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Saturday 17 February 2024

Jamie Oliver under fire - and his chef doesn't think that's fair

There is nothing quite so amusing as a chef who angrily objects to poor reviews.

Jamie Oliver - yes, the bloke whose whole empire crashed four years ago with debts of £83 million and a reported 1,000 staff out of work - recently opened a new London eatery called Jamie Oliver Catherine Street.

Critics made a beeline for the restaurant as soon as it opened late last year - but chef Chris Shaill has said that those critics should have waited longer before paying a visit.

Shaill wailed that the restaurant still needed to “find its feet” and suggested that critics should have held fire for a while until everything had settled: 

“We’ve been improving since day one and we’re improving every single day," the Drinks Business reported.

So let's get this straight. The chef didn't have his team performing the way he wanted, but the restaurant opened anyway.

Were guests charged a reduced price while Shaill got things up to speed? Err no.

Were diners showered with extras while staff were being trained on the job? Err no.

Writing for the Evening Standard,  reviewer David Ellis gave the restaurant a two-star score and criticised the slow pace of service and called the seafood cocktail “ghoulish” summing the new opening up as “a musical with a star who just can’t sing”.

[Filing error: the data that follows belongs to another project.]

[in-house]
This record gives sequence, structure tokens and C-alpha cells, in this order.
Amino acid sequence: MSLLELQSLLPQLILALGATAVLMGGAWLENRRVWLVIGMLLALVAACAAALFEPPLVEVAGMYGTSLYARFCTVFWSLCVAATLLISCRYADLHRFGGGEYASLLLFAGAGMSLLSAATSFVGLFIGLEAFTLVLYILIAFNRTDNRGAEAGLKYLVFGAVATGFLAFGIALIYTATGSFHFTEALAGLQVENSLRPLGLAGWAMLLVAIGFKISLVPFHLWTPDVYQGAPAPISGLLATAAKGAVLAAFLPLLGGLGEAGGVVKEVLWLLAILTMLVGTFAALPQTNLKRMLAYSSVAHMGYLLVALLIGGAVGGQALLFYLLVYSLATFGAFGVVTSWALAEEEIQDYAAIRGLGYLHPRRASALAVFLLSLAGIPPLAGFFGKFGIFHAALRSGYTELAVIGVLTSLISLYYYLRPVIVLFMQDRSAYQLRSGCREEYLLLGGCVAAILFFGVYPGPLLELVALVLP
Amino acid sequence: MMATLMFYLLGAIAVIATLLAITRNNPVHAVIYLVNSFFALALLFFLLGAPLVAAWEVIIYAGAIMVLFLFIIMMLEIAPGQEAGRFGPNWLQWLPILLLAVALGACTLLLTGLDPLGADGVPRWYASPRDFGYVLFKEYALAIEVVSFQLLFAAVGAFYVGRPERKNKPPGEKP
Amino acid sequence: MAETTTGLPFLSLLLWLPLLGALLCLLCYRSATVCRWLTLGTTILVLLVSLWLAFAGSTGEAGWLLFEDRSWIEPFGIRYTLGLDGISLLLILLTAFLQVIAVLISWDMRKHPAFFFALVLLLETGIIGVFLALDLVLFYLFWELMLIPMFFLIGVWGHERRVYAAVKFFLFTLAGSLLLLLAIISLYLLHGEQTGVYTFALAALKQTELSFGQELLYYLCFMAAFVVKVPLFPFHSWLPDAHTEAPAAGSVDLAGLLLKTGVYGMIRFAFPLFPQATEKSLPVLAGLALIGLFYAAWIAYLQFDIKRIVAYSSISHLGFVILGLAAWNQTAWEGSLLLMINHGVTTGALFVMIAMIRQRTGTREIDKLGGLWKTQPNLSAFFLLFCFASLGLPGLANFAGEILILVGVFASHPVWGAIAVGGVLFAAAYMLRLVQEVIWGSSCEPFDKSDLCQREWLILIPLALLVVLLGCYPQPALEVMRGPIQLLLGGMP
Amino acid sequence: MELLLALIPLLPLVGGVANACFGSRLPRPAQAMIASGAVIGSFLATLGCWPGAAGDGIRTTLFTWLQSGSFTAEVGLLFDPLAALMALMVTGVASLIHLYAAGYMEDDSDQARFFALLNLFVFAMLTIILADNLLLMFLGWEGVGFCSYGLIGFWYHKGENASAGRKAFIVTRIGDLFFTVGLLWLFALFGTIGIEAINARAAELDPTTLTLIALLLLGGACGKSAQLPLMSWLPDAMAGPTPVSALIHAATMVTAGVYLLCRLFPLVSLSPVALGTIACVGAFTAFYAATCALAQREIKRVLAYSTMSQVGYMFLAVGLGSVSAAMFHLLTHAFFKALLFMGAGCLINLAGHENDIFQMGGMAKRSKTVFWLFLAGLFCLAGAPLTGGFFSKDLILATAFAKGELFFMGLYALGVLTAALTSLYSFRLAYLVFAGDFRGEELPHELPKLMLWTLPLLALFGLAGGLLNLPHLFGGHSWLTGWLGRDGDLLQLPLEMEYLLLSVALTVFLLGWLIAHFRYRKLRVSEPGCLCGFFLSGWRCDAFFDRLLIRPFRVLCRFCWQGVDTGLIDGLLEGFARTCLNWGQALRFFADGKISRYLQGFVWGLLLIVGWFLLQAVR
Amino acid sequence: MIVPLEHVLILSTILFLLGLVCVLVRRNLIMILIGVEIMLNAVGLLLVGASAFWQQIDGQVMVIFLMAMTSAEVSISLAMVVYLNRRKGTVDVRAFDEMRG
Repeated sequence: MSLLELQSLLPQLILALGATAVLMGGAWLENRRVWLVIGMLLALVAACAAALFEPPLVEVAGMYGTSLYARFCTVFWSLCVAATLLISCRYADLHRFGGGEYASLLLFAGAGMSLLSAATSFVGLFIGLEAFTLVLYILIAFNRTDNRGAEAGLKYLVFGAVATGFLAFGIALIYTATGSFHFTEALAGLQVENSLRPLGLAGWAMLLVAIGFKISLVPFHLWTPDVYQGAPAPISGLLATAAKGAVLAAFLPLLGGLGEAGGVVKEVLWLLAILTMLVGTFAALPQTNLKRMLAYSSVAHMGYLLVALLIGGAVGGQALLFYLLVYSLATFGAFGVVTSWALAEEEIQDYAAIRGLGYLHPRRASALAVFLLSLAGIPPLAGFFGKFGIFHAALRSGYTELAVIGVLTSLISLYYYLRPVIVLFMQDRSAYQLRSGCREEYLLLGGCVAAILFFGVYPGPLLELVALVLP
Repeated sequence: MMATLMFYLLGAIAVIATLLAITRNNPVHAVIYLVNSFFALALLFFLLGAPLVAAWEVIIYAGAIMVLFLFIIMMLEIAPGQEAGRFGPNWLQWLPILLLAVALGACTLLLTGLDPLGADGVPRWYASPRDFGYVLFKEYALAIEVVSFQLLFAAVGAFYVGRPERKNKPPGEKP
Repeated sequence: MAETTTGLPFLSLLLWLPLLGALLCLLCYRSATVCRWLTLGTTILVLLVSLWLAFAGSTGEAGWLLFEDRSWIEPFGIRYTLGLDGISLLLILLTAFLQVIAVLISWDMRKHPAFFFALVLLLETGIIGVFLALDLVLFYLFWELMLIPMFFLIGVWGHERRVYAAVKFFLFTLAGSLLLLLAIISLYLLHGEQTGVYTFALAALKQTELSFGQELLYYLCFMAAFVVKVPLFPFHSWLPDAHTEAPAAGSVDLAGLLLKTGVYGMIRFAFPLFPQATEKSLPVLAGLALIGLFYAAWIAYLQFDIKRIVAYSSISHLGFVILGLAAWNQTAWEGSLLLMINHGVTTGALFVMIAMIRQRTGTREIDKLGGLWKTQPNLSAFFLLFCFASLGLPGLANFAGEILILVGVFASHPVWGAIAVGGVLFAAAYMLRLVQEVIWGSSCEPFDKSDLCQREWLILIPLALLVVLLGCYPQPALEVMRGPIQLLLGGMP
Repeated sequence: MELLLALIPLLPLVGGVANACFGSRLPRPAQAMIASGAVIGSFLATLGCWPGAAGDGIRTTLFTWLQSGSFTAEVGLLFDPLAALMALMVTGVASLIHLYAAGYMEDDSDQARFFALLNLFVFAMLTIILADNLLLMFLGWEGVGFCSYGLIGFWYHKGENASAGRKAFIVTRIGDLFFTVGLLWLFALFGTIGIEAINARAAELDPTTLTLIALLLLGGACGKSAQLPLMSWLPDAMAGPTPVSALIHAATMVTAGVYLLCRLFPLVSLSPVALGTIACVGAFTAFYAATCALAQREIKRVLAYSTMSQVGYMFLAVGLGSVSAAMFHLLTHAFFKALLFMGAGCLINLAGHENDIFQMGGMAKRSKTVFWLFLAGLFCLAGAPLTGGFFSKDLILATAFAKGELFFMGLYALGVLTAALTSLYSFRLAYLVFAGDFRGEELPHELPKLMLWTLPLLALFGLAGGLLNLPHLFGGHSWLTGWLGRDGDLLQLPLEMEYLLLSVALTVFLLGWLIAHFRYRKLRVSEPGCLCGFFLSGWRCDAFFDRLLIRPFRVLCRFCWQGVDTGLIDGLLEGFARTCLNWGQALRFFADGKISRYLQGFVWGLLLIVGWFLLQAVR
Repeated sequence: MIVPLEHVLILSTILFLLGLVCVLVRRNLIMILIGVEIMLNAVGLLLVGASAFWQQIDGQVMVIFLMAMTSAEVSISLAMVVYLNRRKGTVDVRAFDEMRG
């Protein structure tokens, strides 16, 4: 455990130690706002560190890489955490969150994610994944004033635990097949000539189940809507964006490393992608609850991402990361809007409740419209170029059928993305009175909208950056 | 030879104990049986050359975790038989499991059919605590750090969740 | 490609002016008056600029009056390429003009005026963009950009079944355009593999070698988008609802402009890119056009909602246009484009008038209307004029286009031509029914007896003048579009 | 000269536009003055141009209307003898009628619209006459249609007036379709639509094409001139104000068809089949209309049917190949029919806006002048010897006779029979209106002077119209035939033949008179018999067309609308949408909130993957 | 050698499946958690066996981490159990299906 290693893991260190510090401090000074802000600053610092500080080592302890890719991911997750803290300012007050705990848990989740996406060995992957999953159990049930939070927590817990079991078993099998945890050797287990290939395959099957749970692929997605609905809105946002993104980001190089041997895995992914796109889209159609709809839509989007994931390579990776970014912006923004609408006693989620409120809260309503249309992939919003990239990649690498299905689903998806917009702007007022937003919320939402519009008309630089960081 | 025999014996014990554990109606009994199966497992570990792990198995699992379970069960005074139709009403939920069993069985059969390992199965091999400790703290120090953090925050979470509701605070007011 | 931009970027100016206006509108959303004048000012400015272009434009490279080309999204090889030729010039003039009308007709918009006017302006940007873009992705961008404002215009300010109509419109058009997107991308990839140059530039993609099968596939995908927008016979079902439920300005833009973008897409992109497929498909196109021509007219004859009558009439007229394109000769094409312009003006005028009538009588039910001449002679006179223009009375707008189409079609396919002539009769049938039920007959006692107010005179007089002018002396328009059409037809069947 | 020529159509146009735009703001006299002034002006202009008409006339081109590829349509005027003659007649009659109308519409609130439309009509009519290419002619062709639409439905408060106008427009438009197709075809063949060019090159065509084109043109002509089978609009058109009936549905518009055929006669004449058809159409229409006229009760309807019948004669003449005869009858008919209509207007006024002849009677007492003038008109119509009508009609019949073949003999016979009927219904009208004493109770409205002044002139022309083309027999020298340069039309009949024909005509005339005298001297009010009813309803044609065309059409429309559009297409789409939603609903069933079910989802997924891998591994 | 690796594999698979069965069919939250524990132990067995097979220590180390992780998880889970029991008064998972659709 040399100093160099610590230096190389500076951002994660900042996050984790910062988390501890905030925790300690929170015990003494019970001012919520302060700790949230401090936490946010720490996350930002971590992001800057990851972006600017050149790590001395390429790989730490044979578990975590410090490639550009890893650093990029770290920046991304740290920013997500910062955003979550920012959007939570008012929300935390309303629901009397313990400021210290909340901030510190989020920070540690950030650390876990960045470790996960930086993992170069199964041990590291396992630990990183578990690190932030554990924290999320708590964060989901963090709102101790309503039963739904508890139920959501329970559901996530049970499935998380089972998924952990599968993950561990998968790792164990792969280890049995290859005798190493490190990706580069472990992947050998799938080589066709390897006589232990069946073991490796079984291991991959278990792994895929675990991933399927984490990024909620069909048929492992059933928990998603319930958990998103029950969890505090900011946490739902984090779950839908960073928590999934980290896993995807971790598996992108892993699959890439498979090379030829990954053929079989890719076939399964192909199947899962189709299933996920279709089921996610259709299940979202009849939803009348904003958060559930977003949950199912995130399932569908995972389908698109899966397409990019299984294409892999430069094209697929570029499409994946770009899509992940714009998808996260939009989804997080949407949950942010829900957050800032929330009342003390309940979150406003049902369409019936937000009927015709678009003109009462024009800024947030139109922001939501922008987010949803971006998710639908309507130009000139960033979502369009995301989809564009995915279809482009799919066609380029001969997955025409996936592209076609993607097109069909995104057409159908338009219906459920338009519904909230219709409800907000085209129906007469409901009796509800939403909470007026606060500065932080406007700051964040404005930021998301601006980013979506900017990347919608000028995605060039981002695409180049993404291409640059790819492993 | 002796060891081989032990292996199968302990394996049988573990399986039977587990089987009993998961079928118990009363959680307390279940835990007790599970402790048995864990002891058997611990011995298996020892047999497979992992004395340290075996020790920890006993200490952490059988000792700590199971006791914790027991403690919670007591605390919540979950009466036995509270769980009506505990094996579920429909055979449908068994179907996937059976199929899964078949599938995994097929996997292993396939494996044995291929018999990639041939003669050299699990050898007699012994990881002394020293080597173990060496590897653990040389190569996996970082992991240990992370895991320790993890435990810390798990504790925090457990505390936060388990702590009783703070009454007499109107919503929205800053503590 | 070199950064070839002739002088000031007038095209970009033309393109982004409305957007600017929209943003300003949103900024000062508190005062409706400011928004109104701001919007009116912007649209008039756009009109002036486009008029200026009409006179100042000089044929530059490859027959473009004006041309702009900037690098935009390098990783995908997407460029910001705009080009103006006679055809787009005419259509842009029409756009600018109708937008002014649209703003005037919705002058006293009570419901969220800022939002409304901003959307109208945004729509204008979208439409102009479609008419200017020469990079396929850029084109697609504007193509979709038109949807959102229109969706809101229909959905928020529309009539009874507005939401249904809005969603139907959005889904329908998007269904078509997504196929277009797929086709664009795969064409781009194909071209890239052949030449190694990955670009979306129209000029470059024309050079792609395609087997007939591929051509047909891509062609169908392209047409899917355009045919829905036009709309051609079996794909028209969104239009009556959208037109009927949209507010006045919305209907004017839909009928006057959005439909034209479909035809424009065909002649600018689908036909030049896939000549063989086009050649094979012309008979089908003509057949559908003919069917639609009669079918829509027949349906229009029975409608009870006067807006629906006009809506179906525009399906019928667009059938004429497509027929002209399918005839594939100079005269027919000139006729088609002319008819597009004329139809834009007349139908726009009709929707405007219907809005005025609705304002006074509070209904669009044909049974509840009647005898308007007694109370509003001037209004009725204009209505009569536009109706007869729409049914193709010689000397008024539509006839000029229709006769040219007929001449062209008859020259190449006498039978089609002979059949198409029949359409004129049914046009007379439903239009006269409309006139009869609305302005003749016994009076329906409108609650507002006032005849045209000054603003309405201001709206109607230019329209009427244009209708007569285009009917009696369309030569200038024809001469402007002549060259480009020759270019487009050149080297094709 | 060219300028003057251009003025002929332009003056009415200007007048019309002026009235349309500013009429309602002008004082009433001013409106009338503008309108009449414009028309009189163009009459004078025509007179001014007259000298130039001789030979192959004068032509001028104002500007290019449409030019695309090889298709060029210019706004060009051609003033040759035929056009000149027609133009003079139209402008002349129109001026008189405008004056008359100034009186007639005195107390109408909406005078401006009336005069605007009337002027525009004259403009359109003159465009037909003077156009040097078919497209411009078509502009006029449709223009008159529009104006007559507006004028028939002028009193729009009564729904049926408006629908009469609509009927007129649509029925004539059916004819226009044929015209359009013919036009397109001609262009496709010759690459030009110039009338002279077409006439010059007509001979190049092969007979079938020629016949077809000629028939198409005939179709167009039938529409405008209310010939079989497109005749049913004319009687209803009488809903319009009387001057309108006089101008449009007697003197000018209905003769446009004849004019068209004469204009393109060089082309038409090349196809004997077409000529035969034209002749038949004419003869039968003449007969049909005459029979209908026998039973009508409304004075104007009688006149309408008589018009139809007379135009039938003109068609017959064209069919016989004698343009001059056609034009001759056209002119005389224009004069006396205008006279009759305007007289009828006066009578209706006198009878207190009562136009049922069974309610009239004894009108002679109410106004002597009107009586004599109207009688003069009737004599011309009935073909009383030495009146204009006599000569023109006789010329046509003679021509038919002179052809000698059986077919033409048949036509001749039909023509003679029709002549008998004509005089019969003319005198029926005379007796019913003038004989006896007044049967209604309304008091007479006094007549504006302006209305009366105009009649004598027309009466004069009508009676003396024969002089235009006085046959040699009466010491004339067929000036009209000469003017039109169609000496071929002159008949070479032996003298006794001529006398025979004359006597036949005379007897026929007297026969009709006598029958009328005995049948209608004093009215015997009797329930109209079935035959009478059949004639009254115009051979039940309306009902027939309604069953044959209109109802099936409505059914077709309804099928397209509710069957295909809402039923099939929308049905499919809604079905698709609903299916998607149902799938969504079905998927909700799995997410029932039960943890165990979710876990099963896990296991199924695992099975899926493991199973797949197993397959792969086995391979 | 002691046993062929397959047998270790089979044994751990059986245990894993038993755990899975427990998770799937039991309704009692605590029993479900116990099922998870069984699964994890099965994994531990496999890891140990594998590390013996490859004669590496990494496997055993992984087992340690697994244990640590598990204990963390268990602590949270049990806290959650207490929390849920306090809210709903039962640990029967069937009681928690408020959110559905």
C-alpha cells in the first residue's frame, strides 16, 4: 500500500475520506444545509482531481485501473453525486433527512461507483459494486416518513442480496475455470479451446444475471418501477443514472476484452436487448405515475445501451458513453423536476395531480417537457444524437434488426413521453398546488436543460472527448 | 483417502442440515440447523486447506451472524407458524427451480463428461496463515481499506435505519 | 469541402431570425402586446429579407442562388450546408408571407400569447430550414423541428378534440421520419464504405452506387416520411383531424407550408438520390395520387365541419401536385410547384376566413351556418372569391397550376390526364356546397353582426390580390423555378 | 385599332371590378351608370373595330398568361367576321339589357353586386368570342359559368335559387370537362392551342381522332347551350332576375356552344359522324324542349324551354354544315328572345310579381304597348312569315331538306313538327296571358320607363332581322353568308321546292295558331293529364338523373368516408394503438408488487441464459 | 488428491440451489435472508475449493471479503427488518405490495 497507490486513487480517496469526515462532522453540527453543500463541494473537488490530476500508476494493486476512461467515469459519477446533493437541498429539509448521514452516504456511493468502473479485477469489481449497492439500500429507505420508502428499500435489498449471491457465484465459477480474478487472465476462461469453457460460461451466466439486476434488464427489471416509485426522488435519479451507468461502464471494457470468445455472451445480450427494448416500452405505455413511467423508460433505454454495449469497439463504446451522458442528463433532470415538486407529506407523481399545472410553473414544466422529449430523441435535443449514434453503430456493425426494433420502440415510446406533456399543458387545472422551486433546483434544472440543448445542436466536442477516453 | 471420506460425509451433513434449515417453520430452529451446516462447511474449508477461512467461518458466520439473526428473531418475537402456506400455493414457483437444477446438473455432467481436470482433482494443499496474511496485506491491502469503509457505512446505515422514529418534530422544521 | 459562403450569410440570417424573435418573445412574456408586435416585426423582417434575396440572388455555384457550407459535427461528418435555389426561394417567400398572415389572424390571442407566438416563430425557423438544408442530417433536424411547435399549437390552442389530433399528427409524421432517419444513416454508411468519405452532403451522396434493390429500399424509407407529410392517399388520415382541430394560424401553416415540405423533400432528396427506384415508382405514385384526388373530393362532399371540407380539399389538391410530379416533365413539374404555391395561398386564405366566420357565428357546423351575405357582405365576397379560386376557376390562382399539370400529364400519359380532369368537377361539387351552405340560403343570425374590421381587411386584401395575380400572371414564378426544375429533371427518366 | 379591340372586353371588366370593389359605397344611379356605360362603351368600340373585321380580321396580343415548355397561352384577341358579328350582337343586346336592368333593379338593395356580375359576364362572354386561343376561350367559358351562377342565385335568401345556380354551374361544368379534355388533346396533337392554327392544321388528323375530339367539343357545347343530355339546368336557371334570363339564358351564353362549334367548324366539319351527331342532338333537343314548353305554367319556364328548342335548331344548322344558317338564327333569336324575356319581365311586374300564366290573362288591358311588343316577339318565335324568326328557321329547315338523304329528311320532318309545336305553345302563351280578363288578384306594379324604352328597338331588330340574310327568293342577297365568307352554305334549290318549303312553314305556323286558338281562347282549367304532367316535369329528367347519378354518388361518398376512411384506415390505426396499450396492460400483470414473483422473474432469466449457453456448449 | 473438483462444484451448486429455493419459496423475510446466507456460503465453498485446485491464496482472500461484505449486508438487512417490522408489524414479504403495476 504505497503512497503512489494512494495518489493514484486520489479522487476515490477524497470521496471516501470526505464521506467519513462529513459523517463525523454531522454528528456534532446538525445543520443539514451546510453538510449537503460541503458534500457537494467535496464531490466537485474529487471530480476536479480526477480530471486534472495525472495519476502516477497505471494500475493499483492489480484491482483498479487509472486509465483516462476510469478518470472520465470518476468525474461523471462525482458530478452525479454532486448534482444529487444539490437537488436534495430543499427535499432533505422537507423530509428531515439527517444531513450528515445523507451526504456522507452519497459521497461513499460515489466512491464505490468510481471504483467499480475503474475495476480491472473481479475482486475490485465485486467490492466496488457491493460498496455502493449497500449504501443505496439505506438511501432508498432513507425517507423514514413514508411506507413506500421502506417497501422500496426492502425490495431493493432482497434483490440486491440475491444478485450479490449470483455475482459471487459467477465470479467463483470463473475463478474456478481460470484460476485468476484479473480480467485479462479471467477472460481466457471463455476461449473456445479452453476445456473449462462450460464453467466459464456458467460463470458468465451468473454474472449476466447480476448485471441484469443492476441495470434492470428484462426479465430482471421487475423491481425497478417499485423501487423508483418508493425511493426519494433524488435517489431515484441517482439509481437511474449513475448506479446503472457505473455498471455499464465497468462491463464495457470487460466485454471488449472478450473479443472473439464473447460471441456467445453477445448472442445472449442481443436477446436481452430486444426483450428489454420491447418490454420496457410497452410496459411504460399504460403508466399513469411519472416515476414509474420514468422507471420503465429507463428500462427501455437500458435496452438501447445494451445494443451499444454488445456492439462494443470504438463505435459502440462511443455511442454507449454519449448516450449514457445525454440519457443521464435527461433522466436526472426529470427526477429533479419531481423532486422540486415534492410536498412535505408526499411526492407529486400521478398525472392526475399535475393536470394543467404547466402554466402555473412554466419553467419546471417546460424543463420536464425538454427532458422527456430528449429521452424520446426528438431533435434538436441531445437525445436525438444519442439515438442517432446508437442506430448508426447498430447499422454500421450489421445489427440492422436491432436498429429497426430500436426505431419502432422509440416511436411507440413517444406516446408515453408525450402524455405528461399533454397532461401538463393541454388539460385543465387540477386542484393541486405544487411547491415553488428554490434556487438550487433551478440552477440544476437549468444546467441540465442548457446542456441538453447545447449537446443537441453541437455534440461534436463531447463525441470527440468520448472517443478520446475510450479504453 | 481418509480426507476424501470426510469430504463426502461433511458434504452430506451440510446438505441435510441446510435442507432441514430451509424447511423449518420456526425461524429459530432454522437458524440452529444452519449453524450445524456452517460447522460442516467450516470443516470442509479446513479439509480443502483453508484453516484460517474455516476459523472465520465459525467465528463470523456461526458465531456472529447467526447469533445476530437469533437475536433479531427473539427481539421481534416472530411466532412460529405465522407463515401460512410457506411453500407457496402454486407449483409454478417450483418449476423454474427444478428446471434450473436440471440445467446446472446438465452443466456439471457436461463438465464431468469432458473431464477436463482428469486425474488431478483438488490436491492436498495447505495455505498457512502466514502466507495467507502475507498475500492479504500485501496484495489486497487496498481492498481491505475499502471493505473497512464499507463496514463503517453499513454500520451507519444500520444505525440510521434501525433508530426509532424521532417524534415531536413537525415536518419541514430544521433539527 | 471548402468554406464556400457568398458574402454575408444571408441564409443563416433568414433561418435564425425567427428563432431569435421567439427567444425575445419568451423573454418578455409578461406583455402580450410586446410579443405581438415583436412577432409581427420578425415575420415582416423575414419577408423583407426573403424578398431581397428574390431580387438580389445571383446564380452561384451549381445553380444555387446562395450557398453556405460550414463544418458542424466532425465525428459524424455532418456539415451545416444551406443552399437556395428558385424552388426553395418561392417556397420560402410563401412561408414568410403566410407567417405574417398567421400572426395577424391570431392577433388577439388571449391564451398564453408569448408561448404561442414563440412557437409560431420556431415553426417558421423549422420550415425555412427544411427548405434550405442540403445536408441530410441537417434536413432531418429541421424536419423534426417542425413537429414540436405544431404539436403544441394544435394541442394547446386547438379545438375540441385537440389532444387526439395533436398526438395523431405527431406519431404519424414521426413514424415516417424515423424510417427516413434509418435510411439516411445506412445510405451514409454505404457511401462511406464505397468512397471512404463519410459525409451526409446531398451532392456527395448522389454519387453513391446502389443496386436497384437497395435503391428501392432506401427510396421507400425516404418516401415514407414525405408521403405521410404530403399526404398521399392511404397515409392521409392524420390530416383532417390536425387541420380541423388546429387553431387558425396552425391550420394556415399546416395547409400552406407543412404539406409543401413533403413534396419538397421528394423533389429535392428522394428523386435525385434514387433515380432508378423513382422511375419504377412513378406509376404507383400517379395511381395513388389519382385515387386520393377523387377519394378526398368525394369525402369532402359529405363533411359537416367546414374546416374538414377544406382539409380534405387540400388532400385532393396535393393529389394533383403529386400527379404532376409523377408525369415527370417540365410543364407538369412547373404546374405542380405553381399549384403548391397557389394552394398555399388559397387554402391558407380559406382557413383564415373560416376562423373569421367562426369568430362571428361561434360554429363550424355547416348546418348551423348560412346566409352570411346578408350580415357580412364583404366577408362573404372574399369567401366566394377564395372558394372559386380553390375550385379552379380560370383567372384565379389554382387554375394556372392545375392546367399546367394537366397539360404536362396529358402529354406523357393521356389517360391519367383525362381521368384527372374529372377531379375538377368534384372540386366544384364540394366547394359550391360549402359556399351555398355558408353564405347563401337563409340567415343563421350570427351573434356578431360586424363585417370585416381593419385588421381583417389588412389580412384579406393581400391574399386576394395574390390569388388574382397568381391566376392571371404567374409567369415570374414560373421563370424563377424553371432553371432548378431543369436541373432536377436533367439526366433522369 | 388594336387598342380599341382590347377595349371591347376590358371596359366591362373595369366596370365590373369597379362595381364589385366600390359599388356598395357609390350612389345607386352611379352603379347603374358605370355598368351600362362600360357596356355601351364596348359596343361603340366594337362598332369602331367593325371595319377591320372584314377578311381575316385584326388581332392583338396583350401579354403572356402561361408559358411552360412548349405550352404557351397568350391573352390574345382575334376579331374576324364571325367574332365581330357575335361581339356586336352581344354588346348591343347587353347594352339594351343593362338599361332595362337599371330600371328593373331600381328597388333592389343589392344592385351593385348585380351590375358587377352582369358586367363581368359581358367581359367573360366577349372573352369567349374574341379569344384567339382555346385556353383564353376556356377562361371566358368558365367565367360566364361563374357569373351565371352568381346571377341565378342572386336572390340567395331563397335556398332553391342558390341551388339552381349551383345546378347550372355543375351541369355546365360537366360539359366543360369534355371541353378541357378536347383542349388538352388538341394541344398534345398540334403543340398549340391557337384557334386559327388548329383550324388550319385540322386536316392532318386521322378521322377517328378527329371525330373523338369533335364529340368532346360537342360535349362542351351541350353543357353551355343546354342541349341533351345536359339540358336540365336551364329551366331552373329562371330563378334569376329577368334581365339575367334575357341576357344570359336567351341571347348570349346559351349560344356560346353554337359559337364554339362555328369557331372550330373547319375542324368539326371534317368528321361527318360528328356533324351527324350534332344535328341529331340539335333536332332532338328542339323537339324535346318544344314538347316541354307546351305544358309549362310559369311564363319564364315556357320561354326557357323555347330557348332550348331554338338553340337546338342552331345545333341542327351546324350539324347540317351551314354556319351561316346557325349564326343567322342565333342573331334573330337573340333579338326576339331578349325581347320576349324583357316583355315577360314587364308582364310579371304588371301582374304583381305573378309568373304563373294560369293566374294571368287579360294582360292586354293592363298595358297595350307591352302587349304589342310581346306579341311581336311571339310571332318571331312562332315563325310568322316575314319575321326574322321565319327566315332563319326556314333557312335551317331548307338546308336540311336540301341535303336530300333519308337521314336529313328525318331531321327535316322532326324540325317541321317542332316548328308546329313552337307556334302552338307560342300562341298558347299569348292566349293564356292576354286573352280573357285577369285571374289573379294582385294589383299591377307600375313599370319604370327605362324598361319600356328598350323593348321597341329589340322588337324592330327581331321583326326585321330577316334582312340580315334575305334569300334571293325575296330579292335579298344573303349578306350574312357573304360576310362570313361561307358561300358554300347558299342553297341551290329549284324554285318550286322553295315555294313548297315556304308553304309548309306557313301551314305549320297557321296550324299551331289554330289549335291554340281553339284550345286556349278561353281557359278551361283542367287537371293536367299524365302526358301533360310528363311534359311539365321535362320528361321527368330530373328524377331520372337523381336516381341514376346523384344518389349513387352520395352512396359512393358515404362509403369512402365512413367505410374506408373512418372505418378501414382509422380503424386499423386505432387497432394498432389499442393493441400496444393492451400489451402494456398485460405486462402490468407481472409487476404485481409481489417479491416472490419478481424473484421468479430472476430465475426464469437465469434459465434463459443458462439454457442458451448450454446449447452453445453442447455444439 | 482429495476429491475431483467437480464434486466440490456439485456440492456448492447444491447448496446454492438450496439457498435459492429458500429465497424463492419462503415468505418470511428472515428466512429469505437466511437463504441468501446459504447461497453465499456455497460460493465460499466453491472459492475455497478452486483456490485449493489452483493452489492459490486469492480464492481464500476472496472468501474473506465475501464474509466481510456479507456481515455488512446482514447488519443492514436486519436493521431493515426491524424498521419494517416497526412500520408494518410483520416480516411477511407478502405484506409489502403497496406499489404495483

Tim Hayward in the Financial Times, who visited weeks after the opening was left "sadly flat" by his visit.

But Shaill was unmoved.

"We take [reviews] with a pinch of salt," he said. "We knew what was gonna be coming.

”Lots of people have their own idea of how things should be. As a new opening we got some things wrong. I think it’s the way we deal with it: we’re very humble and we’ll take any criticism on board and we want to be better - but there are plenty of very good reviews.”

So diners who were the victims of things the team "got wrong" were reimbursed? Err no.

Jamie's team - and their high-powered PR operatives - are maybe just a little too cocky for their own good. A little like....

Simple message: Don't open a restaurant until you are ready to offer diners a good experience. Particularly if you are already on the nose.  

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